Table from dada2 cannot be visualized as a .qzv file


I am trying to find the optimal truncation length in dada2 to obtain as many asv per sample as possible. Hence I want to visualize the table.qza output from dada2 as a table.qzv via the metadata tabulate function, which works just fine.

But when I want to view the table.qzv on qiime-view, it doesn't load until the page expires.
Where's the problem? the rep-seqs.qzv and stats.qzv can be viewed normally, just not the table.

Thanks in advance!

(qiime2-amplicon-2024.2) jonas@Jonass-MBP dissertation % qiime metadata tabulate --m-input-file table-single-reads-110bp.qza --o-visualization table-single-reads-110bp.qzv

Saved Visualization to: table-single-reads-110bp.qzv

Hello Jonas,

Can you post the .qzv file here or send it to me as a DM for testing?

If your browser can open other QZA files okay, the issue must be within this one file.



Thank you for your reply.

I think I found a different way by using qiime feature-table summarize

May I ask a follow-up question?

1.) Am I right to assume that - in order to obtain the biggest amount of asv/ diversity - a dada2-truncation length of 100bp would be ideal?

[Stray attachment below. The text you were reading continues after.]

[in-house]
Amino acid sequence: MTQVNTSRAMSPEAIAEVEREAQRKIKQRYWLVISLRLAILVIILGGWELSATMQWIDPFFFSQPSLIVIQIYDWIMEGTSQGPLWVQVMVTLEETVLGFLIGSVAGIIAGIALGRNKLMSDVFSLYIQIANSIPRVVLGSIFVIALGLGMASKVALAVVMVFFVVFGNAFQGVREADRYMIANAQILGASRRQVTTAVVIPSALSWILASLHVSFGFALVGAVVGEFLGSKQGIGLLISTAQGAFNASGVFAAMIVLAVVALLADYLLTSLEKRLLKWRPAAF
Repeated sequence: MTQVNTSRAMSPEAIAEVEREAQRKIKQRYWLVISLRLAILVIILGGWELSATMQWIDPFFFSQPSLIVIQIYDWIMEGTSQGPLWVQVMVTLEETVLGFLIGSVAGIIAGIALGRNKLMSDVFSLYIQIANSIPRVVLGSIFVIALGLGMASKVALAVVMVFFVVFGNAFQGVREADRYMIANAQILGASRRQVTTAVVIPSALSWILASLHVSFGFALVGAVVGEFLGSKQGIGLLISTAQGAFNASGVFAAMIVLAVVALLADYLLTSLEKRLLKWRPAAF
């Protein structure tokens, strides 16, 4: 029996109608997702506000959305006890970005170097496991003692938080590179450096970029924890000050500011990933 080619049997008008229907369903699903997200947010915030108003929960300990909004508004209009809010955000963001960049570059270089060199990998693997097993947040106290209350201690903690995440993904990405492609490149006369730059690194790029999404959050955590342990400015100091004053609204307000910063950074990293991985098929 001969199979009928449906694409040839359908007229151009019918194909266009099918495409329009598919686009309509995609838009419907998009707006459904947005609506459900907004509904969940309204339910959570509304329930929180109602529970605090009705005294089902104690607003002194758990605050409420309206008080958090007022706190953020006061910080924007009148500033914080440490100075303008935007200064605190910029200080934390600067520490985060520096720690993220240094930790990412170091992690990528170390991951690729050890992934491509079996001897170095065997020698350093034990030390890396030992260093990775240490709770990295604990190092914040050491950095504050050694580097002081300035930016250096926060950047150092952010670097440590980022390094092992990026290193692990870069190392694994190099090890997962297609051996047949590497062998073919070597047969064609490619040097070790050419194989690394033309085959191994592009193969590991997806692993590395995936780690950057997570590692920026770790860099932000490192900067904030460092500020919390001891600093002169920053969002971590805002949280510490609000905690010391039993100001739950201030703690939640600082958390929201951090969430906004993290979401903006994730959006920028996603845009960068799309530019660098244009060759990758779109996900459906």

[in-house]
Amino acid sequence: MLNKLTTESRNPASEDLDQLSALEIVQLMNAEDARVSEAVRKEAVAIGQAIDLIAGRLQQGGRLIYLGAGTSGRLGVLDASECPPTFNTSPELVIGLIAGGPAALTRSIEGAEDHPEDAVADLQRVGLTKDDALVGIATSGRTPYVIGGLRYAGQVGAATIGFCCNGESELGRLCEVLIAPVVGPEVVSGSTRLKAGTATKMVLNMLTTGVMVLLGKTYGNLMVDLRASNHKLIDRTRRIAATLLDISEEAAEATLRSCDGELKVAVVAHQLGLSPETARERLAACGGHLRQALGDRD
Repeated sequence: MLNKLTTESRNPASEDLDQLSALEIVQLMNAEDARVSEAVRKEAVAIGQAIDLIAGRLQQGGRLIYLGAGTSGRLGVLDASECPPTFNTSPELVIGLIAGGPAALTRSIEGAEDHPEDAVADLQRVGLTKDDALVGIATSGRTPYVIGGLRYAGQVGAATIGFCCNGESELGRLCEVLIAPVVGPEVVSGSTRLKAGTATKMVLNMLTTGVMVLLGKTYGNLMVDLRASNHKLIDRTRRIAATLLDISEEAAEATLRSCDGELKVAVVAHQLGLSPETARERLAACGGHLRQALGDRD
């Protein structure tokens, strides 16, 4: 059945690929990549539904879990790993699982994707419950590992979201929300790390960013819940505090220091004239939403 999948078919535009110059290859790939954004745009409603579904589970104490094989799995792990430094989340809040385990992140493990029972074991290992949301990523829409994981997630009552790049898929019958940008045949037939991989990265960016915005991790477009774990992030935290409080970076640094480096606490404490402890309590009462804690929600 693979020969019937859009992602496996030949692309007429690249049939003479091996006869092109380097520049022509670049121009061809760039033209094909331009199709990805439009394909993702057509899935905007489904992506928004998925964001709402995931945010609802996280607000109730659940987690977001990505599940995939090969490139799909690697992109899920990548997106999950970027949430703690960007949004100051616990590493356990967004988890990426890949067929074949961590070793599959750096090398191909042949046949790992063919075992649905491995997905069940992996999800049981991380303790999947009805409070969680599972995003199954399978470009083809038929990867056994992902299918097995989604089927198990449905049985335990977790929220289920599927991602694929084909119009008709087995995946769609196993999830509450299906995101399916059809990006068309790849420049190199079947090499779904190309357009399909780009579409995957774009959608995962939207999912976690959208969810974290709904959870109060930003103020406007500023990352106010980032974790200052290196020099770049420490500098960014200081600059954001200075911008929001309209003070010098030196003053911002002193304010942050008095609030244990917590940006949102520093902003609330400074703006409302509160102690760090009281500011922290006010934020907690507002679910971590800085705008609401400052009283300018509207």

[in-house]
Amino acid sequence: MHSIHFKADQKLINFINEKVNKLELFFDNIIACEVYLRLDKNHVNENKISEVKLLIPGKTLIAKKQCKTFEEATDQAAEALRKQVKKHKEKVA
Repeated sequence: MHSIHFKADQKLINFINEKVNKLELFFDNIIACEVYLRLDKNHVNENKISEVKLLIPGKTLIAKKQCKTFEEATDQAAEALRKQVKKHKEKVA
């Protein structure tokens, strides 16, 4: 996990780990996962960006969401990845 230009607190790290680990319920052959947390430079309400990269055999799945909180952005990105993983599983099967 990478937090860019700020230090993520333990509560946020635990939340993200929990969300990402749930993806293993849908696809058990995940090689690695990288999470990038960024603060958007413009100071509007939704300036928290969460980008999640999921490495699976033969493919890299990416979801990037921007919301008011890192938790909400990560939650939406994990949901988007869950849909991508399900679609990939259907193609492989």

As far as I understand "number of features" can be translated to "number of asv". And the number of features is highest at the length of 150.

2.) Why does the median frequency per sample drop the longer the truncation length?

Thank you!

Hello Jonas,

Sure, we can have a follow-up discussion here!

This is a trade-off between

  • trimming less to get long reads (good for telling similar microbes apart)
  • trimming more to get higher quality so more reads pass filter (good for measuring smaller changes in microbial composition)

What are you most interested in?

Now, Llt's disambiguate this:

Yes, a 'feature' is an OTU / ASV / sequence variant.
Reads are denoised into ASVs or clustered into OTUs.

Uh, I try to optimize DADA2 to output the greatest number of reads == total frequency of features. Having more ASVs is not necessarily a good thing.

Longer reads will have a higher expected error rate and so more will be filtered out.
Longer reads -> more errors -> fewer reads after filtering -> lower median frequency and lower total frequency of counts per sample

I hope this helps!

Your post helps a lot! Thank you, Colin! I am most interested in small changes in the composition, not into the deepest characerization of Staphylococci :wink:

Having more ASVs is not necessarily a good thing.

Could you please elaborate on this? Why not?

Sure! I'm trying to avoid the 'bigger is better' trap. :thinking:
Instead, I want to focus on 1) explaining the biological context and 2) increasing statistical power. :student:

Having more reads per sample is good because this larger sampling effort captures more diversity within each sample (alpha diversity) and can capture smaller changes between samples (beta diversity.)

Having more ASVs per sample means that the observed_features alpha diversity of that sample is bigger... but is it better?? Maybe! You tell me!